When it comes to backpacking stoves, there are several routes one can take and several different main categories of stoves exist – each with an array of pros and cons. Without a doubt however, no matter which way you go about it the backpacking stove is an important part of any overnight or multi-night gear ensemble. A backpacking stove provides hot meals and drinks, goes a long way towards keeping you warm on chilly mornings and evenings, and for backpacking and hiking a stove needs to be conve
The Ursack is a bear-resistant backpacking food storage bag that's both light and more packable than typical hard sided bear canisters - like the BearVault BV450 we reviewed in Issue 30. The Ursack has been around a while, and the latest version, the Ursack Major (previously referred to as the Ursack Allwhite S29.3), features a tighter more tear-resistant weave than previous models and is IGBC certified.
The Major comes in a standard, 650 cubic inch model that holds about 5 days of fo
Over the years, I’ve come to the conclusion that a one-sized fits all approach to gear simply doesn’t work for me – whether it is a mountain bike or a sleeping bag. Finally in 2015, after many years of utilizing a men’s sleeping bag (which dominate the higher end sleeping bag market) I decided to learn from my mistakes, branch out from the mold, and purchase a down sleeping bag designed specifically for women from Seattle-based manufacturer Feathered Friends, who currently offer 9 different wome
After an introduction to lightweight backpacking chairs a few years ago, my philosophy on this admittedly somewhat superfluous (but many times well worth the weight) camp comfort item has generally remained unchanged; on longer trips where I’m moving daily and pack weight is of more concern the chair stays behind and any rock or log will do. For the amount of time that you’re actually in camp – and not inside your tent – carrying the weight is simply not worth it. But mental and physical comfort
Some of the best things in life are the simplest. For backpackers, there is a pleasure in sipping hot coffee, tea or cocoa from a sleeping bag that borders on the divine. And behind such a simple pleasure is a simple piece of a gear: a kettle, pot or some other means of warming water. I upgraded from a lidless, stainless steel pot leftover from my brief time in Boy Scouts to the MSR Titan Kettle fairly early in my backpacking days and it has proven to be one of the best gear-related investments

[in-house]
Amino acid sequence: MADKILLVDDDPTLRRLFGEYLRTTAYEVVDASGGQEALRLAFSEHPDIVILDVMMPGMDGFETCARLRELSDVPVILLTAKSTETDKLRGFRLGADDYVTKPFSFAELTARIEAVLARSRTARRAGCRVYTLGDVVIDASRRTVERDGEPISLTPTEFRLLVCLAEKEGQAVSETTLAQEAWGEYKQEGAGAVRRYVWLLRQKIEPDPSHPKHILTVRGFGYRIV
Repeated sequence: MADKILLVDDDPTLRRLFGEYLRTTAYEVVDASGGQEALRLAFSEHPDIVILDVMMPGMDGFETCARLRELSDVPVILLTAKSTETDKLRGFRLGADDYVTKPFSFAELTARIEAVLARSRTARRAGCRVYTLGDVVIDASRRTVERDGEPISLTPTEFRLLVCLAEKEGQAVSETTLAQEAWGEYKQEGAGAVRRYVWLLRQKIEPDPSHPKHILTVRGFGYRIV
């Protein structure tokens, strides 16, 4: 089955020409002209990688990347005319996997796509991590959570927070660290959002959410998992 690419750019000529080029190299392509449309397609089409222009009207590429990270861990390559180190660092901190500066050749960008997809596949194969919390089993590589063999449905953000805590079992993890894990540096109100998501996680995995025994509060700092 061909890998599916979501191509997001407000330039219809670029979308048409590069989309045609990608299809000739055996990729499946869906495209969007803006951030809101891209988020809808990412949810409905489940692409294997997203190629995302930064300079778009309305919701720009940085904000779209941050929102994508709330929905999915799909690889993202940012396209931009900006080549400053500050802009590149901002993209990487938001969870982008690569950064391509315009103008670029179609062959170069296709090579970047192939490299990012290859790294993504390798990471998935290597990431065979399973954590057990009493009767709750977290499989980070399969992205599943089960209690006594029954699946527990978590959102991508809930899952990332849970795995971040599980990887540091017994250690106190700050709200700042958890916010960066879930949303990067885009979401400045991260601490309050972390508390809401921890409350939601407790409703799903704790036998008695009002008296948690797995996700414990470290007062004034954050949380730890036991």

While the potential exists to makes one's backcountry cooking setup nearly as complex as the average home kitchen, albeit hopefully a bit more miniaturized and lighter, in most cases the average lightweight backpacker only needs to boil water for freeze-dried dinners, freezer bag style cooking, to heat and hydrate a basic meal within the pot, or to heat water for things like coffee and tea. For these backpackers – like myself - the Evernew Ultralight Titanium Series have been a fairly popular op
Although I resisted bringing technology in the backcountry for many years – whether that be a simple watch at one time to today’s smartphones - one trip that left me stranded on the side of the road for hours changed my mind. A simple call would have resulted in a quick ride, but on that day getting a ride after 5 days in the mountains resulted in a failure even with my best smile. My phone lay in the car back at the trailhead – on the other side of the Continental Divide, and that burger I'd be
No matter your outdoor recreation activity of choice, for most any type of winter activity in deeper snow some type of gaiter is desired to keep snow from entering through the top of your footwear and causing an uncomfortably chilly situation, or even eventually worse, predicament for your feet. Although of a shorter design I’ve been utilizing the Mountain Laurel Designs (MLD) SuperLight Gaiter for the past several years as my gaiter of choice anytime snow is present in shoulder seasons, and thr
For several years, I’ve been using Casio watches in the backcountry – specifically the Pathfinder PAW1300 Reviewed Here, and most recently the newer Pro Trek PRW3000. Compared to my older model, the 3000 features an updated sensor promising better usage of power and more accurate readings and a few other convenient features.
The form factor is smaller than many multi-function watches and will fit nearly any wrist well, and best of all in my mind it’s a nearly set and forget watch: Aut
A chair is an item that often doesn’t make its way onto many lightweight gear lists, and perhaps rightfully so if your goal is to hike until sunset, eat dinner, go to sleep, and repeat the process day after day. In those situations, a rock, log, or the ground without a doubt is a free and weightless solution.
However, if you’re taking things easier a chair can start to make a lot of sense in the backcountry and sometimes those little perks can make all the difference. And when it only
Keeping your feet comfortable in the backcountry is a big step towards an enjoyable trip, and after hiking this summer in a pair of the aforementioned socks from Darn Tough they definitely deserve a closer look and review.